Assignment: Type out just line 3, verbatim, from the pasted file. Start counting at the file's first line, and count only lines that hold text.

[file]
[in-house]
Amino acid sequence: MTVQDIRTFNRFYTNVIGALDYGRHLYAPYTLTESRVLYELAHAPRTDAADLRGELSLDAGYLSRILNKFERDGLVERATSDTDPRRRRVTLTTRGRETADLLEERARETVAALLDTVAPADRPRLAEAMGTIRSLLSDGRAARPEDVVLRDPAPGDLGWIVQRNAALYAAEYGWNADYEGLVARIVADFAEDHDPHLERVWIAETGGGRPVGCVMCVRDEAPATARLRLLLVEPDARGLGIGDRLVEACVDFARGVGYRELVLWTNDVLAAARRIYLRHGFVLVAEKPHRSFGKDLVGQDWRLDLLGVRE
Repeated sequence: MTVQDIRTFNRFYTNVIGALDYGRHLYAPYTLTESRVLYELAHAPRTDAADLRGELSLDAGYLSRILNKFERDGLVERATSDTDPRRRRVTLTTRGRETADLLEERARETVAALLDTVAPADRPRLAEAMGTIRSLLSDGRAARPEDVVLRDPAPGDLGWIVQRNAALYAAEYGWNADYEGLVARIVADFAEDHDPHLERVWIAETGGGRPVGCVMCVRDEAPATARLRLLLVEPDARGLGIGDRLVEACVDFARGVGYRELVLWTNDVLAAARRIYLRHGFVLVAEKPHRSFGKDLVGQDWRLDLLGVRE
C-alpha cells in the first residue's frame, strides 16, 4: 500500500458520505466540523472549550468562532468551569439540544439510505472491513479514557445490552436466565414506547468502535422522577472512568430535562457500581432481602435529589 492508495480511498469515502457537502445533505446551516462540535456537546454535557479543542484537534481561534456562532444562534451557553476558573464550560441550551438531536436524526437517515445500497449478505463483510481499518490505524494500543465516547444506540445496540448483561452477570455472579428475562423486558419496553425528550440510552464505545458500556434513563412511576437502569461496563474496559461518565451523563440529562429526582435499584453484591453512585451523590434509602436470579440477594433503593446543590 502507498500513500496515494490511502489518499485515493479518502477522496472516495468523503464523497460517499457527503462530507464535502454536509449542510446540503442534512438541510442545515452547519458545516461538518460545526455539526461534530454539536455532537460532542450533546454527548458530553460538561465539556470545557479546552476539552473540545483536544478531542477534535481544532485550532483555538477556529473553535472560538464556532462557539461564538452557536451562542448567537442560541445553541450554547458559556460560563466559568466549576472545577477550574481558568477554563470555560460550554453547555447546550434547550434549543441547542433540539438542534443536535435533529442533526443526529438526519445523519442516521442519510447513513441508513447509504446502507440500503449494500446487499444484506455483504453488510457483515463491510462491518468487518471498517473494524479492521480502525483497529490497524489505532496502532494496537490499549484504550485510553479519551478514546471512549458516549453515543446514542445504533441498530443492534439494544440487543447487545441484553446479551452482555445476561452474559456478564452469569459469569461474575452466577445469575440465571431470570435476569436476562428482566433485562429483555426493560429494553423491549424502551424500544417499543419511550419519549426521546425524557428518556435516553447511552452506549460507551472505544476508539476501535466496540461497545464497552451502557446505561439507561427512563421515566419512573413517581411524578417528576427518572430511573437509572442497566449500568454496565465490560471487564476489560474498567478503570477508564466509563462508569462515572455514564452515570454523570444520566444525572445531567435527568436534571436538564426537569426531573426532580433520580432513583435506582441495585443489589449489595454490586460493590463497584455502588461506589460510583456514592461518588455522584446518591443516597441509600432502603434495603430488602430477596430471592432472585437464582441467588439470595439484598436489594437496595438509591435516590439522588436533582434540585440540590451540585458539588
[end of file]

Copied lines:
Repeated sequence: MTVQDIRTFNRFYTNVIGALDYGRHLYAPYTLTESRVLYELAHAPRTDAADLRGELSLDAGYLSRILNKFERDGLVERATSDTDPRRRRVTLTTRGRETADLLEERARETVAALLDTVAPADRPRLAEAMGTIRSLLSDGRAARPEDVVLRDPAPGDLGWIVQRNAALYAAEYGWNADYEGLVARIVADFAEDHDPHLERVWIAETGGGRPVGCVMCVRDEAPATARLRLLLVEPDARGLGIGDRLVEACVDFARGVGYRELVLWTNDVLAAARRIYLRHGFVLVAEKPHRSFGKDLVGQDWRLDLLGVRE